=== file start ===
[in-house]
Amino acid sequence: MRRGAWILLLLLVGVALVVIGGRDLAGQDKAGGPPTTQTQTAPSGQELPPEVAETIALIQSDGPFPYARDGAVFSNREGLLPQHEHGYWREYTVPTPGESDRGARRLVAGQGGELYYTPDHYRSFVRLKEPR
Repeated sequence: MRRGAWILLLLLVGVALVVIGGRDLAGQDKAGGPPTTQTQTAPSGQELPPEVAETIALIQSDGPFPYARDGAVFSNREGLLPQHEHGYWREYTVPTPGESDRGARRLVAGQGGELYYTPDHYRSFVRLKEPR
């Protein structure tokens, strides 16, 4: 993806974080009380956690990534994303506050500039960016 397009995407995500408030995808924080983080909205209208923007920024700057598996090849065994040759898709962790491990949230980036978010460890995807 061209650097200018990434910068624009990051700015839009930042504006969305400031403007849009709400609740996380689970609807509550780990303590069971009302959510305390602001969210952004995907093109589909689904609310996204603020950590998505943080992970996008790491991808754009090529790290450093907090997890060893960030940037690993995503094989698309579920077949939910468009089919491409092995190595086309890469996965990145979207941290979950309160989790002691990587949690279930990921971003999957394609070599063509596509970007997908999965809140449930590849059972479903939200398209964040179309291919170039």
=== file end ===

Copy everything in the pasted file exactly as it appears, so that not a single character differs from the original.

[in-house]
Amino acid sequence: MRRGAWILLLLLVGVALVVIGGRDLAGQDKAGGPPTTQTQTAPSGQELPPEVAETIALIQSDGPFPYARDGAVFSNREGLLPQHEHGYWREYTVPTPGESDRGARRLVAGQGGELYYTPDHYRSFVRLKEPR
Repeated sequence: MRRGAWILLLLLVGVALVVIGGRDLAGQDKAGGPPTTQTQTAPSGQELPPEVAETIALIQSDGPFPYARDGAVFSNREGLLPQHEHGYWREYTVPTPGESDRGARRLVAGQGGELYYTPDHYRSFVRLKEPR
């Protein structure tokens, strides 16, 4: 993806974080009380956690990534994303506050500039960016 397009995407995500408030995808924080983080909205209208923007920024700057598996090849065994040759898709962790491990949230980036978010460890995807 061209650097200018990434910068624009990051700015839009930042504006969305400031403007849009709400609740996380689970609807509550780990303590069971009302959510305390602001969210952004995907093109589909689904609310996204603020950590998505943080992970996008790491991808754009090529790290450093907090997890060893960030940037690993995503094989698309579920077949939910468009089919491409092995190595086309890469996965990145979207941290979950309160989790002691990587949690279930990921971003999957394609070599063509596509970007997908999965809140449930590849059972479903939200398209964040179309291919170039």